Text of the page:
It was another disappointing year in Edmonton. The Oilers missed the playoffs again. The season was filled with criticism of the coaching staff and the GM… again. None of this is new for Oilers fans, which is why patience is wearing razor thin in Edmonton.
It’s easy to be super negative about the season that was, but an objective view of where the team is in comparison to past failed seasons and where the team is going reveals that things could be worse in Oil Country.
The Oilers finished 23rd overall in the NHL standings with 78 points. That is the most points that the team has had in a non-playoff season since 2011-12. So, there’s that.
Prior to 2015-16, the Oilers roster was a mess. Taylor Hall, Jordan Eberle, and Ryan-Nugent Hopkins were the nucleus of a core that was simply not capable of competing. Centre depth was a big problem. Nugent-Hopkins was good, but there was nobody behind him that could produce. Draisaitl was in the pipeline, but he wasn’t ready for prime time yet.
The defence was porous. Justin Schultz was being looked to as the top pairing right handed defenceman. Oscar Klefbom’s development was being slowed by injuries. Jeff Petry was dealt at the 2015 trade deadline. It was largely a glorified AHL group.
Ben Scrivens and Viktor Fasth were the goaltending tandem in 2014-15. Enough said there.
The losing was painful for Oilers fans. The team was in the midst of an 11 year stretch without the playoffs. We all know what happened next. The Oilers were gifted the opportunity to draft Connor McDavid, and the team re-vamped its organizational structure by hiring Bob Nicholson and Peter Chiarelli. They also brought in an established coach in Todd McLellan. The dreaded “r” word was never uttered by the new management, but that marked the beginning of another rebuild in Edmonton. It’s hard to imagine that being the scenario after getting 4 first overall picks in 6 seasons, but that was the case.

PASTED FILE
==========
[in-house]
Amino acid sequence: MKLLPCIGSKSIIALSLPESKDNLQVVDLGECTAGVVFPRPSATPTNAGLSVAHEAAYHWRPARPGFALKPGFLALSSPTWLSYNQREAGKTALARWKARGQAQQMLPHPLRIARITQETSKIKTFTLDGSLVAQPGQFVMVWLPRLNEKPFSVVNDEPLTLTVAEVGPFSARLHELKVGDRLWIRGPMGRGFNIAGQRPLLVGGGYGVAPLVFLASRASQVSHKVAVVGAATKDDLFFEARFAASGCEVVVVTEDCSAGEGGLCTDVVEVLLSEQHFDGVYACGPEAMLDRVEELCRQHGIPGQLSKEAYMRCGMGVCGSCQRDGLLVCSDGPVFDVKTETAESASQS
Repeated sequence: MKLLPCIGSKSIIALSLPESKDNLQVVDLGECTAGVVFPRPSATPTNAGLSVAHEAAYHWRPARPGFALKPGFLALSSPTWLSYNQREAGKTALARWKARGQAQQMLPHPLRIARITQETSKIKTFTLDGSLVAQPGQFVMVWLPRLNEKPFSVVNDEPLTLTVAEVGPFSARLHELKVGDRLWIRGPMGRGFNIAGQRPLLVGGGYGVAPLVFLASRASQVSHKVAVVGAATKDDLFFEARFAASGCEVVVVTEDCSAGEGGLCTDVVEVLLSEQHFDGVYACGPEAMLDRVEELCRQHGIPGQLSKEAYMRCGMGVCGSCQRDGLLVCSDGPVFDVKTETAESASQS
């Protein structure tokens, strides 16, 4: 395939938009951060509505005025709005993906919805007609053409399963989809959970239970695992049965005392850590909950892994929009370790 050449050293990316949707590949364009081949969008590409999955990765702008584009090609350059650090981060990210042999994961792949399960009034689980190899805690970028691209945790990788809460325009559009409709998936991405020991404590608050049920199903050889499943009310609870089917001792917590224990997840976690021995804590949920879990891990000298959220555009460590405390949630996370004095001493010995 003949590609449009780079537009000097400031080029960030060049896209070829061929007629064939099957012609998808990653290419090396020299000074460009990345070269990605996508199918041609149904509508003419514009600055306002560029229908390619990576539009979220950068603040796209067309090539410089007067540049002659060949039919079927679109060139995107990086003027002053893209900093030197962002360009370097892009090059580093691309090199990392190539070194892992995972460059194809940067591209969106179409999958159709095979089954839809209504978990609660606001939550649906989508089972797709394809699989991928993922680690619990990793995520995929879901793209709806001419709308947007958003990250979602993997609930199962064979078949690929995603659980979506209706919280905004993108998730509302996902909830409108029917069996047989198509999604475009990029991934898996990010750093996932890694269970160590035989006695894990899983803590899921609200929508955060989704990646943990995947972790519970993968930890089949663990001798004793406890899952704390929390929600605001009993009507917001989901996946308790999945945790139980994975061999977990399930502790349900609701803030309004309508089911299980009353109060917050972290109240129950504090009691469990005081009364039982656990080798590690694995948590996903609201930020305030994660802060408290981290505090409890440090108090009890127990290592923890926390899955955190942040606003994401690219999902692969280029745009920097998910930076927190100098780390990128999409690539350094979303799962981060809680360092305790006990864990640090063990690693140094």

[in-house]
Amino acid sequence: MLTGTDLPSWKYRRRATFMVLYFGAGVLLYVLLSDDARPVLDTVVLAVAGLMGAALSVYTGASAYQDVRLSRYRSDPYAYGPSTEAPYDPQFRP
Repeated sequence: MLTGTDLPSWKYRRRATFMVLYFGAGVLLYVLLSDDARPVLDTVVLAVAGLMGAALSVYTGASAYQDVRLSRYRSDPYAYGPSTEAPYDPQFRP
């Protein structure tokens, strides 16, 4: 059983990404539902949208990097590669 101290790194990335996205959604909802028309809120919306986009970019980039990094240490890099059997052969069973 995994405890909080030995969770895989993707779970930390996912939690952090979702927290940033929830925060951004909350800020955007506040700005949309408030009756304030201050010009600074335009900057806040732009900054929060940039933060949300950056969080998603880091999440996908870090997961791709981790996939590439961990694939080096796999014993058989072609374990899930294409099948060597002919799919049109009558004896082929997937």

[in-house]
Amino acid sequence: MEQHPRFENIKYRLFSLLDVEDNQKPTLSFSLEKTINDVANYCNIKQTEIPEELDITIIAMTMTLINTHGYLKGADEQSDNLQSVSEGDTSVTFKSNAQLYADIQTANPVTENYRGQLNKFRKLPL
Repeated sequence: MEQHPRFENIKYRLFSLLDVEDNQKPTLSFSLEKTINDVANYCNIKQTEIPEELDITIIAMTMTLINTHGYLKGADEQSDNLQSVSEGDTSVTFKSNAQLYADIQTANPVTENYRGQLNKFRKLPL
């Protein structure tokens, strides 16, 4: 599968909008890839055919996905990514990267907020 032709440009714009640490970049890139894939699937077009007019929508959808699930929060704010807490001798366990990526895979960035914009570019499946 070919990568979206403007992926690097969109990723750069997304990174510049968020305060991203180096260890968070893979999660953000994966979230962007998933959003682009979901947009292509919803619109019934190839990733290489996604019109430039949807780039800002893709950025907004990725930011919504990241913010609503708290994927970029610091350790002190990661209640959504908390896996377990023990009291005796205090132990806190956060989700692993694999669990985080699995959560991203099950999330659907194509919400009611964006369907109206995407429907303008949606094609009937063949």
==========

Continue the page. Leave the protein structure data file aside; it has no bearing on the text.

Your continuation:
Three seasons and one playoff berth later, the roster looks quite different now than it did then.
The centre position is strong. Connor McDavid and Leon Draisaitl have signed on with the team long-term. Nugent-Hopkins has become a great two-way centre that has proven that he can play the wing as well. Chiarelli said that he expects Nugent-Hopkins to be a part of the core of this team moving forward. Those three are the pillars that this team will be built upon. Eberle was traded for Ryan Strome, which added further depth to the centre position.
Hall was traded for Adam Larsson in 2016. The move addressed a massive hole on the right side of the defence, but it created another massive hole at left wing. Milan Lucic was signed to a 7 year, $42 million deal to replace Hall as the team’s top left winger. That hasn’t panned out so far. Patrick Maroon was traded at the deadline, which has created a hole on left wing that the Oilers will need to fill this off-season. Nugent-Hopkins might be the player to do it. Drake Caggiula was 4th on the team with 13 goals. That is good production out of a 4th line left winger. He is small, but he is fast and he can lay the body; which is exactly what a good 4th line player should do.